“This is what happens when Republicans run against Republicans. It’s the Democrats who win,” Fleischman said.

Pauly noted at the meeting that the party’s platform is to ensure a fair playing field for businesses and free market competition.

She pointed out that the rift among Republicans on the Anaheim council began with a controversial $158-million tax subsidy for the developer of two four-star hotels. Yet instead of standing by Tait, the Republican council members broke away.

“The thing that concerns me the most about this … it appears that is the point where a huge rift is created amongst the Republican majority that should be governing on Republican principles,” Pauly said at the meeting.

Murray and Kring attended the meeting in an attempt to rebut arguments Tait had laid out before the committee last November.

According to several who attended the November meeting, Tait was well received and articulated sensible arguments against the current Angel Stadium lease negotiations framework, which as a starting point grants Angels baseball owner Arte Moreno 155 acres for $1 per year to develop and use as a revenue source to finance up to $150 million in stadium improvements. 

In contrast, Pauly said that Kring and Murray’s presentations were “ramblings” designed to sell the committee on huge giveaways of public resources.

Committee member Brenda McCune, who blogged about the presentation on OCPolitical, essentially agreed with Pauly’s assessment.

“Neither one of them appeared to believe in what they were selling,” McCune wrote. “They were well-prepared, rehearsed, polished and articulate and said what they came to say, but it was weak and unconvincing to say the least.”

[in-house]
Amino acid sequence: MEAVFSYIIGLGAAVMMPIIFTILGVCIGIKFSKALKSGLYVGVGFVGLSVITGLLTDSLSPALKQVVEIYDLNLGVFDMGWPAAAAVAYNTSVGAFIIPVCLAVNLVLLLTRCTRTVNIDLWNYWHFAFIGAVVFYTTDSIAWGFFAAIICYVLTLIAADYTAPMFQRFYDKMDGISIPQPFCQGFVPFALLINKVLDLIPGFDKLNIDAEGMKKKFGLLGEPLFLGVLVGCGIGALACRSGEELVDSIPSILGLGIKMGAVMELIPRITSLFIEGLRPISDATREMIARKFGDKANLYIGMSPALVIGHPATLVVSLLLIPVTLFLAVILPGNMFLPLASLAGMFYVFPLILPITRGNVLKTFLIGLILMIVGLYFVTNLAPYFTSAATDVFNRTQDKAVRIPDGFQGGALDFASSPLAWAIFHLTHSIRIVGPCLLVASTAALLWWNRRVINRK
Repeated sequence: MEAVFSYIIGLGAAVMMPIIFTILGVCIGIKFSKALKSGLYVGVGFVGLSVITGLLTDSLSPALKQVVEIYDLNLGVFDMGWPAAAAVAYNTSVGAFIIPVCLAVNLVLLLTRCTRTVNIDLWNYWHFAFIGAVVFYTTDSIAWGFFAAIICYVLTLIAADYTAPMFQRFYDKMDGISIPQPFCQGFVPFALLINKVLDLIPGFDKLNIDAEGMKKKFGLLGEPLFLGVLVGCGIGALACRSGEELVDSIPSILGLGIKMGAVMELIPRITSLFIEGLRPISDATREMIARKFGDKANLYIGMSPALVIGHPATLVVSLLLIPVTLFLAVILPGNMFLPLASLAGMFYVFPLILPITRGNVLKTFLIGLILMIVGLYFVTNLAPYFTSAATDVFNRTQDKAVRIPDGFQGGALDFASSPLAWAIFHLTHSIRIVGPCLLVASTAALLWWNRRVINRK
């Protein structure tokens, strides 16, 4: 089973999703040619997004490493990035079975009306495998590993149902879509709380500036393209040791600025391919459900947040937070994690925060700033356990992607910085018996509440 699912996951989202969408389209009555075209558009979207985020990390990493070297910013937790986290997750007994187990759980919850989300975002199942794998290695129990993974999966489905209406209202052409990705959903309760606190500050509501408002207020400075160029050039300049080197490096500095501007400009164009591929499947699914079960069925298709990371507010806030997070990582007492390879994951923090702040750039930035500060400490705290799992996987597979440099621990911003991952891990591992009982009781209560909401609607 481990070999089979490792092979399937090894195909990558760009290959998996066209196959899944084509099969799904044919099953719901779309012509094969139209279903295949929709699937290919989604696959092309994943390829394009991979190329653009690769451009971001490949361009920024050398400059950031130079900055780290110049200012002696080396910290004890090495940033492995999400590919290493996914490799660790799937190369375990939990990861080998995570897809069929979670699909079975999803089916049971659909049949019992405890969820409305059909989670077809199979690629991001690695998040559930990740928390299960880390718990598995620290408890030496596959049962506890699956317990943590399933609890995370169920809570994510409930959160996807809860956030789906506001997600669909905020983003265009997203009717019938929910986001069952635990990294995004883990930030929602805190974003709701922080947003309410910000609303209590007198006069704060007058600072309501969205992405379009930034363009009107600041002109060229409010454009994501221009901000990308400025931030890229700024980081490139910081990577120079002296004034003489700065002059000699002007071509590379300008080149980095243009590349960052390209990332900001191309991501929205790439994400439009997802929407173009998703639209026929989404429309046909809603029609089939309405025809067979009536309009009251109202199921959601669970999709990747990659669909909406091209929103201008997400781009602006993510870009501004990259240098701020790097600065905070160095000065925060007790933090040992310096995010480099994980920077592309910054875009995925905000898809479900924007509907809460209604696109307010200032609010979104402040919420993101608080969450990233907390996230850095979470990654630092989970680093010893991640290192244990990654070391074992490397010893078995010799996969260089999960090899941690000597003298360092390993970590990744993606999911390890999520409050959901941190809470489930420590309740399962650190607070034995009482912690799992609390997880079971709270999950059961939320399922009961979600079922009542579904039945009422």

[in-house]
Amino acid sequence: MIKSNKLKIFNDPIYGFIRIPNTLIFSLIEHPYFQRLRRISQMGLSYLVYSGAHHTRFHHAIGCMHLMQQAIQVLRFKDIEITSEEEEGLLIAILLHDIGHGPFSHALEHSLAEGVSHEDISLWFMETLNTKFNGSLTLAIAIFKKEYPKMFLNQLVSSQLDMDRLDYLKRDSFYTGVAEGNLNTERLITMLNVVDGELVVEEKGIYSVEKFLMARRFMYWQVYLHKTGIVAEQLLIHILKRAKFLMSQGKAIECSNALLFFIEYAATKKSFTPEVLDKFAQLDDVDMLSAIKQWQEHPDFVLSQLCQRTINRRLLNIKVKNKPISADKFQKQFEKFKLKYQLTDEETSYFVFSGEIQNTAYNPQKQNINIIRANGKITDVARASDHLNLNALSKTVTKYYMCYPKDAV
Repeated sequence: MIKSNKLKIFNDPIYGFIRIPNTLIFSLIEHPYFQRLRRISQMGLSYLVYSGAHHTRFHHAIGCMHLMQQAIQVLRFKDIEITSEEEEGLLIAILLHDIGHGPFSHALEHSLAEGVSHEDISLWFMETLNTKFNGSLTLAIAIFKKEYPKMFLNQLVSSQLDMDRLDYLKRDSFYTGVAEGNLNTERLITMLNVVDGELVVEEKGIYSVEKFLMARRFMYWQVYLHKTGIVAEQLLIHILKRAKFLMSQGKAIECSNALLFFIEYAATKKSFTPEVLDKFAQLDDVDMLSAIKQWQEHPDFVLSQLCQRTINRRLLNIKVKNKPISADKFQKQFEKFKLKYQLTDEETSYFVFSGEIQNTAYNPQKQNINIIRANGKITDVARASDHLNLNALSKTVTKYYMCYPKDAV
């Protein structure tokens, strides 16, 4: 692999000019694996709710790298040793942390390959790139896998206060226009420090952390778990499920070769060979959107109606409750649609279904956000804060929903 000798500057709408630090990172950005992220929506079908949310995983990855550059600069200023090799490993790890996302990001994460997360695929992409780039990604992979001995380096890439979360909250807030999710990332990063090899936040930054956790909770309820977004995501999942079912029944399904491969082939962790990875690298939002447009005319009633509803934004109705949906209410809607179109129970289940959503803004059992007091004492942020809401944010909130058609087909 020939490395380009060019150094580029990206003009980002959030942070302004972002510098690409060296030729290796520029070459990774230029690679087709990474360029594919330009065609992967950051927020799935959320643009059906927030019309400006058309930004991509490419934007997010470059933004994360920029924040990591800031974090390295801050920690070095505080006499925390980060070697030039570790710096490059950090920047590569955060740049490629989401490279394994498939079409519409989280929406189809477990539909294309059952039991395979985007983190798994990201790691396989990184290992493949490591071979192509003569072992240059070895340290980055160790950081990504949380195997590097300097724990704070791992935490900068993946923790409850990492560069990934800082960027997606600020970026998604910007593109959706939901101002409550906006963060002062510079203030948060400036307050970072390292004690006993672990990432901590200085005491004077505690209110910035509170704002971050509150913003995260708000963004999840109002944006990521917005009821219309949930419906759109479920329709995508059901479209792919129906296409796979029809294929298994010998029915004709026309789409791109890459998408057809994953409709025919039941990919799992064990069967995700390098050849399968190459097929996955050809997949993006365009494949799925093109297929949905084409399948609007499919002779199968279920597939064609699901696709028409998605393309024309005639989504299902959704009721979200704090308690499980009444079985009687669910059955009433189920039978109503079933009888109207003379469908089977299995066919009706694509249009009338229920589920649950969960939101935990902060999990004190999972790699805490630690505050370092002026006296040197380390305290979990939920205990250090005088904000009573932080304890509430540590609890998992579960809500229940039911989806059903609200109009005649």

Kring said she changed her position on the subsidy because it evolved into a “dramatically” better deal for taxpayers.

Essentially, the developer went from receiving 80 percent of the hotels’ room tax revenue over 15 years to 70 percent over 20 years. Ten percent of the remaining tax revenue would go to the city, with the other 20 percent dedicated to resort district expansion bonds.

Pauly and committee member Allan Bartlett said they weren’t satisfied with Kring’s responses.

“To make a promise and then to find it politically expedient to renege on your promises, just because they can make you queen?” Pauly said in an interview Wednesday. “It looks bad on all Republicans, and it gives the entire party a black eye. And I personally am sick of it.”

Said Bartlett: “She basically lied, Lucille did, about the hotel tax. … When we vetted her for the endorsement, she promised that she wouldn’t support that.”

As Voice of OC documented in an article last year, Kring changed her position on several issues— including civilian oversight of police, district elections and the $158-million subsidy — after businessmen and others interested in her changing those positions contributed thousands of dollars to help Kring pay off personal campaign debt.

The committee will likely be deciding on an endorsement for the Anaheim mayoral race in the summer, and if Monday night’s episode is any indication, Tait looks to be the favorite. 

“What happened to Councilwoman Kring at the central committee meeting probably foreshadows more to come,” said Fleischman.